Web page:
How to Tell the Seriousness of a Burn

Burns can occur almost anywhere, and can be caused by various things such as kitchen accidents, electrical shocks, etc. They can be very serious and even life threatening depending upon the degree of burns and the area covered by it. It is therefore important for us to have some basic knowledge about what to do in case we or someone we know gets burnt.

1. Here’s a thumb rule: 1 palm = 1% of your body surface area

2. Estimate how serious a burn is by looking at the burnt surface area:

• 5% is a serious burn for a child
• 10% is serious for an adult

3. When dealing with blisters, seek medical attention and remember:

• Superficial blister – Do not burst it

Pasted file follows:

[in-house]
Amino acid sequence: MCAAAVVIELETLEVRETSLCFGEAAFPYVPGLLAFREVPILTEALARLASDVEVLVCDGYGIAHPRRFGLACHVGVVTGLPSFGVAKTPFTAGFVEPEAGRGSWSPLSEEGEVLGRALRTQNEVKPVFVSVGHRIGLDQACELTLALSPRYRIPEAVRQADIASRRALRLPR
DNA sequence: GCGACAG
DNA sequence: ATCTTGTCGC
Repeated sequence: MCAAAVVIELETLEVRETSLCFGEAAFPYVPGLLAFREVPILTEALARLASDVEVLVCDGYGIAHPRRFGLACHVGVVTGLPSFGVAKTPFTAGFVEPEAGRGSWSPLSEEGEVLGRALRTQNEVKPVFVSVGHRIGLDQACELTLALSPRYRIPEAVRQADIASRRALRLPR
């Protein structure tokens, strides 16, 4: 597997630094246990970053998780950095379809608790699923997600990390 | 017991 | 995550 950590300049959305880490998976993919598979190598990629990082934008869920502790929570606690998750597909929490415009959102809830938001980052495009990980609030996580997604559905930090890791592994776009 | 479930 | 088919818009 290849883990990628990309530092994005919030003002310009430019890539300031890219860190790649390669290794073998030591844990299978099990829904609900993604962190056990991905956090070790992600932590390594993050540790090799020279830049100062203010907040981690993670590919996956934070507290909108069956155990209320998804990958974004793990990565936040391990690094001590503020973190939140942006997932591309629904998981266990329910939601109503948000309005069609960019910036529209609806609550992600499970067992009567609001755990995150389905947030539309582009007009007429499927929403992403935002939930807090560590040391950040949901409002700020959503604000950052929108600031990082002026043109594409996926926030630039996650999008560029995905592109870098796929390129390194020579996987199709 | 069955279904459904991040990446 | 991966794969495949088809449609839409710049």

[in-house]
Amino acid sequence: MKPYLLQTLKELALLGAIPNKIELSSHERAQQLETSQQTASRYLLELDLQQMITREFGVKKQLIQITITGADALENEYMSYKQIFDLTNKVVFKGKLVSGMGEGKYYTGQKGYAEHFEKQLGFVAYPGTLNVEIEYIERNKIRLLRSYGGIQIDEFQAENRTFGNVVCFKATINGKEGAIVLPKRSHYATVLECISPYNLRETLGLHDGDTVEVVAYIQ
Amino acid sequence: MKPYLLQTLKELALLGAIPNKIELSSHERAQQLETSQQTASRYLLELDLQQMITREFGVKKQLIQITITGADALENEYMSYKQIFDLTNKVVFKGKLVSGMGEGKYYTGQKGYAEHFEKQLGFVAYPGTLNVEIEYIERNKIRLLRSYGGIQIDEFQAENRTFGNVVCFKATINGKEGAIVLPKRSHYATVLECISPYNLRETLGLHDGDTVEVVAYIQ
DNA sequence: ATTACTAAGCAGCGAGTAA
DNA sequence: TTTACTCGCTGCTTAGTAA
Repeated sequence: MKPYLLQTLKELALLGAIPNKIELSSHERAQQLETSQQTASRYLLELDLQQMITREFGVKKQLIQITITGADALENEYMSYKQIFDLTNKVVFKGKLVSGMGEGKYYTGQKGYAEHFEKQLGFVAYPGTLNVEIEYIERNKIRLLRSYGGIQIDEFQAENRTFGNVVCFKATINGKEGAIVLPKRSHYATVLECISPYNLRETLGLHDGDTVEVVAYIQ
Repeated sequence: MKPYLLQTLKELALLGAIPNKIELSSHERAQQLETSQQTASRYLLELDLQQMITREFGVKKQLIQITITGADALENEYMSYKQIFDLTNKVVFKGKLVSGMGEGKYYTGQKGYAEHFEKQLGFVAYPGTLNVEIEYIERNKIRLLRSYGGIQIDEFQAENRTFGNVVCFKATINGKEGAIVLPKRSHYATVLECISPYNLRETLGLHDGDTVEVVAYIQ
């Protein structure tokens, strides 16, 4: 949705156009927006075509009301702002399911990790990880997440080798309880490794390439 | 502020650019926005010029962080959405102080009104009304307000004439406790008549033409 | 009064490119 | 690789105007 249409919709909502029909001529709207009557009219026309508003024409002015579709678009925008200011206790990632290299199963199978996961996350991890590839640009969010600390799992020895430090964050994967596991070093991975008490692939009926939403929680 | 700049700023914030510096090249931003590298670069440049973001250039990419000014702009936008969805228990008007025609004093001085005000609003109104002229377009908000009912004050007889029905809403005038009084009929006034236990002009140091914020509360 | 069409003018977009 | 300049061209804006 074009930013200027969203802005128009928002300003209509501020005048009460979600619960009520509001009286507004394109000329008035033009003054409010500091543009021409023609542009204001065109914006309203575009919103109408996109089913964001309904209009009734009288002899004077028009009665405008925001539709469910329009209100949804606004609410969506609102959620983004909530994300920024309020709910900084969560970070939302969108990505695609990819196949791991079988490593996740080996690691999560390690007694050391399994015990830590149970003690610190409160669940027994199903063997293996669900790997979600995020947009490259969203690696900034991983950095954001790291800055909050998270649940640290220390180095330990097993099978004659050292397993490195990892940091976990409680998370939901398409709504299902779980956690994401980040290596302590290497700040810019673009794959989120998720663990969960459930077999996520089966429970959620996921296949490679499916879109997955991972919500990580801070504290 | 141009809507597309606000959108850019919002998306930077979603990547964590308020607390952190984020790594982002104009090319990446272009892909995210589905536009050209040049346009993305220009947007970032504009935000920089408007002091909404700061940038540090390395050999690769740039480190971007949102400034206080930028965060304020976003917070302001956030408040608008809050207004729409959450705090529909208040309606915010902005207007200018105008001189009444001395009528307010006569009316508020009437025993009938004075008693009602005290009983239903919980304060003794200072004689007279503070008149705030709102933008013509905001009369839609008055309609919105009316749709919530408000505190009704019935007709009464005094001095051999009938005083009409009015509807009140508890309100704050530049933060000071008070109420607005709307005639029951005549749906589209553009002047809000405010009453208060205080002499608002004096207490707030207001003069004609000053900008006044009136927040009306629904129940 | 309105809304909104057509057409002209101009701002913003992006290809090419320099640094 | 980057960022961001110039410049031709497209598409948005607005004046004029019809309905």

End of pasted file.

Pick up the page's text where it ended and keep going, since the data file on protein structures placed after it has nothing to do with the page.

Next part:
• Burst and charred blister – Second degree burn
• Charred but not painful blister – Very serious, most likely caused by electric shock


1. If clothing is on fire, remember: “stop, drop and roll.”

• Stop the activity that has resulted in the burn.
• Drop/pull the individual to the ground to stop fanning the flames.
• Wrap in a blanket and roll along the ground until flames are extinguished.

2. For minor burns, wash the affected area with clean water at room temperature, and cover with clean or sterile cloth.


1. Do not apply any lotions, ointment or fat/butter on minor or major burns. Instead, seek medical attention to determine treatment appropriate for the burn.

2. Never use icy or cold water on a burn, because even though it may relieve pain, the cold can actually cause additional damage to skin.

3. Do not touch injured areas or burst any blisters.

4. Do not remove anything (clothes, etc.) sticking to the burn.
This information has been provided by Healthspring Community Medical Centres.